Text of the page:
Saturday, November 26, 2022

white plaster dust and ERV: responses

Ian Engelman

I found a Heat Recovery Ventalator (HRV) from Grainger I like. It is
the 3FND8 at $590. Installation requires some duct work, but it runs on
110v.
My goal is to keep the heat, but ventilate the plaster dust….

4 responses to the ERV system question:

#1
If you’re like most P&O facilities you are generating the white dust, it
doesn’t come from outside. What you need is better filtration on your
HAVC system. Or, add an additional air circulator with electrostatic
filter.
The ventilator you describe is for very cold or hot climates. Instead
of ducting outside air in at ambiant temp you have a heat exchange that
draws the heat (or cold, and I know there is no such thing as cold) out
of the inside air you are expelling from the building, and then heats or
cools the outside air before releasing inside. Effectively you are not
throwing away the energy you used to heat or cool the inside air being
expelled. If temperature difference between outside and in is not
great, then cost of system takes long time to recapture.
Not a bad idea for a shop doing lots of laminating, you can throw out
the stinky air but not the AC/heat.

#2

Visithttp://www.energysavers.gov/your_home/insulation_airsealing/index.cfm/mytopic 900

#3
After reading your subject line I realized that your trying to filter plaster dust out of the shop, rather than conserve heat. On the other hand, maybe you want to do both. They are in fact two (2) different projects. Outside air is clean. Therefore, ERV systems do not “filter”. Clean incoming air is traded for “dirty” indoor air, capturing the indoor heat in the process. Over time, the ERV/HRV will, if it does not have a self-protecting filter, need to be cleaned of plaster dust.

What I think you are looking for is a shop (or plaster room) air filter system. The difference is an air filter system does not involve outside air. You are just removing bad stuff from the room air.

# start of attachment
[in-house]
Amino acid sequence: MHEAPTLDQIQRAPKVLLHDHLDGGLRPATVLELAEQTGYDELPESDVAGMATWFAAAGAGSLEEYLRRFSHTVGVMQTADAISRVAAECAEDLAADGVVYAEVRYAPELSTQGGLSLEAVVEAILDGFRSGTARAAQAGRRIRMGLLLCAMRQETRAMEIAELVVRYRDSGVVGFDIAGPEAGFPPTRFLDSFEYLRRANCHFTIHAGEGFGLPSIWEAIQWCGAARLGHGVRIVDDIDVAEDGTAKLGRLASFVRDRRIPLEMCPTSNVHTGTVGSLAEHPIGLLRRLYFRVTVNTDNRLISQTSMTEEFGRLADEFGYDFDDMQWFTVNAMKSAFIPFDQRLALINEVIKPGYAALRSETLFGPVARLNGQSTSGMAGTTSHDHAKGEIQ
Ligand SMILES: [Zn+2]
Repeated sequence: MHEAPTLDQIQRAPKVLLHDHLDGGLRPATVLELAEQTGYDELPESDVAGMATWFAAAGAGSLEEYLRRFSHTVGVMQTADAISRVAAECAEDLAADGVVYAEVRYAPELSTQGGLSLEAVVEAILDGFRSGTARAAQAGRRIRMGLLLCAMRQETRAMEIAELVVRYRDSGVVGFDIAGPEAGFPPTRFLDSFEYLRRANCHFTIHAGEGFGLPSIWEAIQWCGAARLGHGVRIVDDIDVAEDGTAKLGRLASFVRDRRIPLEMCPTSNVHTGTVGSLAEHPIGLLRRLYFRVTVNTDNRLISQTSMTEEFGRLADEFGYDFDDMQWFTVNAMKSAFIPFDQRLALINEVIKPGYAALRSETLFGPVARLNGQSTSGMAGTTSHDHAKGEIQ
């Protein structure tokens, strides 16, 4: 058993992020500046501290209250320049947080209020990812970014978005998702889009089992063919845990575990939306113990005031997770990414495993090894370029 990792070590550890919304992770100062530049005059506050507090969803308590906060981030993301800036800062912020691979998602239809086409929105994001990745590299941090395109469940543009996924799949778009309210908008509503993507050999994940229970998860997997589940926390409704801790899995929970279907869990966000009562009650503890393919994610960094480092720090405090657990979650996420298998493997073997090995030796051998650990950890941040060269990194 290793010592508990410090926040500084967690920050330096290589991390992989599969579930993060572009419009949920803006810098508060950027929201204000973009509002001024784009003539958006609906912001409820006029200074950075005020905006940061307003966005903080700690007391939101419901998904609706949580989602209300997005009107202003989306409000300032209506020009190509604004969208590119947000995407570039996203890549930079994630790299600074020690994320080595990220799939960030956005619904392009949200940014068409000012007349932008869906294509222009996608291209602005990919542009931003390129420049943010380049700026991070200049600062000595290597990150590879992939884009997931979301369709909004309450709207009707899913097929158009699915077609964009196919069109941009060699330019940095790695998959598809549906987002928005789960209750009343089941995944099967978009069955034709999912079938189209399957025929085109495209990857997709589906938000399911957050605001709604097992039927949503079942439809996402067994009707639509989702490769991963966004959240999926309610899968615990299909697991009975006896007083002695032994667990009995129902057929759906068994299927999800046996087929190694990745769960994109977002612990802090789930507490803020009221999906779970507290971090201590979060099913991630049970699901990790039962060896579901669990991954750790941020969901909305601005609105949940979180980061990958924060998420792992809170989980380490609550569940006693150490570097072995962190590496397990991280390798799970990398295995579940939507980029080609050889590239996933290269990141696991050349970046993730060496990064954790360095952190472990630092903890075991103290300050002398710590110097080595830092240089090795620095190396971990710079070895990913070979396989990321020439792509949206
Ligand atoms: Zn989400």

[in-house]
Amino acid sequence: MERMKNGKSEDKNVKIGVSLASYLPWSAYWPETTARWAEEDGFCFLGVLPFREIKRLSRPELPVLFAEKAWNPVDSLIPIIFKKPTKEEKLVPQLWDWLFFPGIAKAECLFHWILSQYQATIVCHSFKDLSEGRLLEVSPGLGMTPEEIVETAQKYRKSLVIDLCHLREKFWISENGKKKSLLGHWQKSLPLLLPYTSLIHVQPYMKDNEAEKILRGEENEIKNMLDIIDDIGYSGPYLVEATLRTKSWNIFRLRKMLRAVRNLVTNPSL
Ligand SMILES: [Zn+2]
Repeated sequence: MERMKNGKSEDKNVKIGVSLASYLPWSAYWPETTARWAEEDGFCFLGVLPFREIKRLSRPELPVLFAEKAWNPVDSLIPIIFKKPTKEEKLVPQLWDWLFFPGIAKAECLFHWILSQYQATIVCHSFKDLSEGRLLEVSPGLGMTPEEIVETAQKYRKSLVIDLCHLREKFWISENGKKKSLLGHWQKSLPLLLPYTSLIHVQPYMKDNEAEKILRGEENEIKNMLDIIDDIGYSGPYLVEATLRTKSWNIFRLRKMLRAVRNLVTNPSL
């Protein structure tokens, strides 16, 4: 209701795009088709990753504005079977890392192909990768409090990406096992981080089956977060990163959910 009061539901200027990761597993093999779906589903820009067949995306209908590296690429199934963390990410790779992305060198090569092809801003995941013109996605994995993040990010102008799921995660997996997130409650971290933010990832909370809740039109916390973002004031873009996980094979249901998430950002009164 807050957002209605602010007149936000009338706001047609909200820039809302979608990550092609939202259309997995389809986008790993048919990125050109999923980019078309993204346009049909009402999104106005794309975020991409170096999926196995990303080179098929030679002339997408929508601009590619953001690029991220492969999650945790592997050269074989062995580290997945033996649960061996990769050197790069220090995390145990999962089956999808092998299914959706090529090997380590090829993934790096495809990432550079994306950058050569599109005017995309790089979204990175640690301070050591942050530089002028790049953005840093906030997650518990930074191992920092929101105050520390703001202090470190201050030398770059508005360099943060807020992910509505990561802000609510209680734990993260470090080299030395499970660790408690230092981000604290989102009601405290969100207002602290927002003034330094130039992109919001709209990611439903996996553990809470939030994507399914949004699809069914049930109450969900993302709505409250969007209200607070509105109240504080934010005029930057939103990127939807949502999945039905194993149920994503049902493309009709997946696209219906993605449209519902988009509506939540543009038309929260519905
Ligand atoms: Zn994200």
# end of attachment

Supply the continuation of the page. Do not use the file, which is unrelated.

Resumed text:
In many shops, plasterwork is not isolated. The result is dust contaminates everything! The answer is all plasterwork happens in a separate room, that has a dust tight door and heated and cooled air is filtered before it returns to the furnace, to protect the people and other rooms. Further, another filter system, within the room, protects the people working the plaster.

The thing to remember is balance of air pressure. Any air expelled from the plaster area must be replaced. If you force out more air than enters you have negative pressure and clean outside air (air outside the plaster room) wants to come in. This is good. If your shop air is at a negative pressure, the dust from the plaster room is pushes into the shop. Bad.

A workable system can be rather inexpensive. Full-length storm doors that seal on all four edges can replace the plaster room door. Furnace filters should cover the plaster-room air return to the furnace (they need a good seal all edges. A box fan with a furnace filter on the intake side can remove a bunch of dust. Again, sealed edges. That is the secret. Any path the dust can take to avoid a filter, it will take (line of least resistance). Last word, Use HEPA or paper(3M)filters, not fiberglass.

> From here, you can spend thousands of dollars.

#4
I have an HRV (heat recovery ventilator) in my home in Canada. I get
fresh outside air which comes in prewarmed in the wintertime, even when
it’s freezing outside. It runs on a timer or program setting. For
example you go to the washroom and instead of a fan you push the HRV
button which turns it on for 20 min. Same thing during a shower or bath.
In P&O you could run it on low or high speed during the day, or run
20min on, 40 off. You’d want an ERV if you are in a southern climate
with air conditioning needs. This is pretty much a must for any P&O
clinic. Not only do you get constant fresh air pumped in from outside,
you remove stale air from bathrooms, patient visiting cubicles and the
dreaded tech room. At my office we just have a noisy exhaust fan
running, which get’s turned off because it’s too noisy, and then it
allows a backdraft, drawing nasty smells all the way to the front
office. Go for the HRV / ERV!

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